The Juneteenth holiday honors June 19, 1865—the day the last enslaved people in Galveston, Tx., learned that they were free. There was so much going on around our region and within Montgomery County for Juneteenth.

The second Annual Scotland Juneteenth Heritage Festival to help benefit the 2nd Century Project and rebuild the community’s historic church drew big crowds to Cabin John Park.

Some of the highlights included a parade through the park, bands, dancers and performers honoring their cultural history, a baseball game that harkened back to the days of Negro League baseball games in Montgomery County and much more. For the first time, the Juneteenth celebration ended with fireworks, a fitting tribute because, as LaTisha Gasaway-Paul told me when we talked last week, this feels to many in the Black community as their Independence Day. You can watch our discussion here.

Over the past week, our County has seen an enormous outpouring of support for Juneteenth commemoration. We kicked it off by honoring our community’s African American Living Legends. There also were celebrations in Germantown, Kensington, North Bethesda and Sandy Spring. On Saturday, I was in Germantown to help welcome everyone to the County’s annual Juneteenth celebration at BlackRock.

At the celebrations I talked about the real significance of the holiday for our Black community. Landmark events in U.S. history, like the Fourth of July and the Declaration of Independence, rang hollow for enslaved people and women who endured living without basic human rights for more than 100 years. Even the Black soldiers who fought in our wars to preserve our democracy were effectively blocked from participating in that democracy. Just think about it for a minute—it helps to understand why we still struggle with the racial underpinning of the inequalities that persist into the present.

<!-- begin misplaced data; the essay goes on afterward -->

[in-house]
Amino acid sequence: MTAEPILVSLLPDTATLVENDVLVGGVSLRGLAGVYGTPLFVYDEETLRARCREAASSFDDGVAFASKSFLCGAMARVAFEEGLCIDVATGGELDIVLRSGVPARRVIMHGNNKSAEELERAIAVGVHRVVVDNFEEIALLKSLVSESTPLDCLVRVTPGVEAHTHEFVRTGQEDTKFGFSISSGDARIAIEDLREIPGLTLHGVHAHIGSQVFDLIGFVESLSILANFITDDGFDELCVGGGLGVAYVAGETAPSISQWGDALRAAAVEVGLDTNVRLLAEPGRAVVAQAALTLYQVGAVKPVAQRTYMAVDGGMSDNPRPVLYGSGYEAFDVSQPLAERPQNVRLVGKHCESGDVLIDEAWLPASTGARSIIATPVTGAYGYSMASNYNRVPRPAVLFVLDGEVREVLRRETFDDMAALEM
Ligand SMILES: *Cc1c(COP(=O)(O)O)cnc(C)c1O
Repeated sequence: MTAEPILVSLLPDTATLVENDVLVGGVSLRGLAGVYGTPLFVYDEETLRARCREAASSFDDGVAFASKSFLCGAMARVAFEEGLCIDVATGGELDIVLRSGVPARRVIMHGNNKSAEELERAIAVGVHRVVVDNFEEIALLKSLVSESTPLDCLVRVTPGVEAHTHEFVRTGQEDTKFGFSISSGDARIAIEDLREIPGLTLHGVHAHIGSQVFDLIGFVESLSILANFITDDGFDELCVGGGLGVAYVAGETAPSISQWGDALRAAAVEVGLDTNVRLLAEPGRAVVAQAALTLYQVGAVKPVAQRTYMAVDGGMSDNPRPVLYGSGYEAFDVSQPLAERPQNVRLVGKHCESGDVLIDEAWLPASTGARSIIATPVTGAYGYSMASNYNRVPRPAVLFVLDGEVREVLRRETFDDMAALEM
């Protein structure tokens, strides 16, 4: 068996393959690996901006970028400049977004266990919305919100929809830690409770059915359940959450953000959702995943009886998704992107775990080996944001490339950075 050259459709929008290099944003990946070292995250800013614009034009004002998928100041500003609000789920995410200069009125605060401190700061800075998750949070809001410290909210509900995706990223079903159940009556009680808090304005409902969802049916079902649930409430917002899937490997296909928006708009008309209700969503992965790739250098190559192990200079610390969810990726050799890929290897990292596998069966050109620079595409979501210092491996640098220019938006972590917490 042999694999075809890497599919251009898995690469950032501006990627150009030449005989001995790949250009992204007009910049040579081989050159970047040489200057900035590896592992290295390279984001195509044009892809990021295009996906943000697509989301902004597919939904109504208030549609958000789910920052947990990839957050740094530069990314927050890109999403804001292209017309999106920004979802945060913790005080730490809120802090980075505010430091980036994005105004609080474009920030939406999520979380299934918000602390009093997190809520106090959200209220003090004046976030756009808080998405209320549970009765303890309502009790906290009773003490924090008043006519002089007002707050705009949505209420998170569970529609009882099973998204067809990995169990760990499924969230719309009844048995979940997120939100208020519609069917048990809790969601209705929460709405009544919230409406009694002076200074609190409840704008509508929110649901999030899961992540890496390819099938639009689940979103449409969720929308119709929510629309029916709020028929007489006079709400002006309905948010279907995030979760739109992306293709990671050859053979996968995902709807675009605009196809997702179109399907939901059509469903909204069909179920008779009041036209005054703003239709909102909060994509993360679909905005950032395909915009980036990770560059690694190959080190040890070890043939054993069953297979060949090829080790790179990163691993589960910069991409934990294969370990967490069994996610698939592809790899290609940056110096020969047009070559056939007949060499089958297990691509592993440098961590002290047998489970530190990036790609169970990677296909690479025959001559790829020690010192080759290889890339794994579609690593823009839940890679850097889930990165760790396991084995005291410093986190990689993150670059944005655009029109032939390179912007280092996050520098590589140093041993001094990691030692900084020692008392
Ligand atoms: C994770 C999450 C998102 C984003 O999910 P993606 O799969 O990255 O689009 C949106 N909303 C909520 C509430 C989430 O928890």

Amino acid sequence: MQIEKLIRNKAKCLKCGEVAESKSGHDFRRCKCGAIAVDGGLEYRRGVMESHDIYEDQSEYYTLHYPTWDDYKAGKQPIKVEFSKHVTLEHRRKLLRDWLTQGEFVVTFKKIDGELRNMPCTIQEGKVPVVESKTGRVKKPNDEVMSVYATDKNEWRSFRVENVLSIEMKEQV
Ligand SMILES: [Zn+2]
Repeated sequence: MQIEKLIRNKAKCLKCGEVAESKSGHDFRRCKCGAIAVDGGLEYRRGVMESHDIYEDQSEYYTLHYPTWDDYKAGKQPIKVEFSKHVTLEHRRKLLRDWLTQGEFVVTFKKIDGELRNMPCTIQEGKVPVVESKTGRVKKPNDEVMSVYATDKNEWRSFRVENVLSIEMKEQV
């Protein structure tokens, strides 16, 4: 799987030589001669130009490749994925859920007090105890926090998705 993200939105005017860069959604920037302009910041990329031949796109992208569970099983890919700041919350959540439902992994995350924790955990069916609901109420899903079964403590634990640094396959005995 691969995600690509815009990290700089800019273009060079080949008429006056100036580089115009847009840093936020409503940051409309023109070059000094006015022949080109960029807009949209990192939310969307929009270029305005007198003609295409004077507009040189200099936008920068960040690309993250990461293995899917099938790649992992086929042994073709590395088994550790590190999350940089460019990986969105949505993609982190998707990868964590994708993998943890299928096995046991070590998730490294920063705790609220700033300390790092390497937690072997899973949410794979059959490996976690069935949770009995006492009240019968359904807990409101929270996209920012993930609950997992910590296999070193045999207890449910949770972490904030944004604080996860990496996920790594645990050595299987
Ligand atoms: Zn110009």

Juneteenth is a holiday that we should have been recognizing and celebrating going back decades—or centuries. I am glad it is finally getting the needed recognition.

Largest in Nation: Renewable Energy Powered Zero-Emissions Bus Depot Groundbreaking

We have reached another significant milestone in our sustainability efforts. The County recently broke ground on a new resiliency hub project and our second transit microgrid project. This one will be built at the Equipment Maintenance Transit Operations Center in the Derwood area, near Rockville. The center is critical to our Ride On bus system and will help eventually run zero-emission buses.

Once completed, the center will become the nation’s largest renewable energy-powered bus depot. The facility’s microgrid will generate electricity for our buses, including clean hydrogen. It will also have on-site battery storage.

By 2035, the depot will house about 200 zero-emissions buses, most of which will be powered by hydrogen fuel cells. Buses fueled by hydrogen have a longer range and can refuel faster than battery-electric models.